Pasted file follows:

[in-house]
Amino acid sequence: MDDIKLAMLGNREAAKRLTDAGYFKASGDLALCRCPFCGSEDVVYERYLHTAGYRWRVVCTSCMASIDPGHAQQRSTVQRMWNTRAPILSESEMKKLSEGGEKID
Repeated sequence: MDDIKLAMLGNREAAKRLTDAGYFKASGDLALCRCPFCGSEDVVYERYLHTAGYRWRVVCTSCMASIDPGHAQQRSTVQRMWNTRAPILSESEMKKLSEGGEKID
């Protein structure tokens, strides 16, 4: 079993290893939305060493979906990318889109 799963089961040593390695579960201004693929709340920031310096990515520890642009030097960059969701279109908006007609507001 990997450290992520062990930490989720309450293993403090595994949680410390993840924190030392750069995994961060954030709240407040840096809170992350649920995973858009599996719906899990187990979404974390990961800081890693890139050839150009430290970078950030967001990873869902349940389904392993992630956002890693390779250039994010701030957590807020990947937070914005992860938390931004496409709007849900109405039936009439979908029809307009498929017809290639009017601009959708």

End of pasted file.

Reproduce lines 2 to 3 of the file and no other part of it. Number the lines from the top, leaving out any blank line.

Amino acid sequence: MDDIKLAMLGNREAAKRLTDAGYFKASGDLALCRCPFCGSEDVVYERYLHTAGYRWRVVCTSCMASIDPGHAQQRSTVQRMWNTRAPILSESEMKKLSEGGEKID
Repeated sequence: MDDIKLAMLGNREAAKRLTDAGYFKASGDLALCRCPFCGSEDVVYERYLHTAGYRWRVVCTSCMASIDPGHAQQRSTVQRMWNTRAPILSESEMKKLSEGGEKID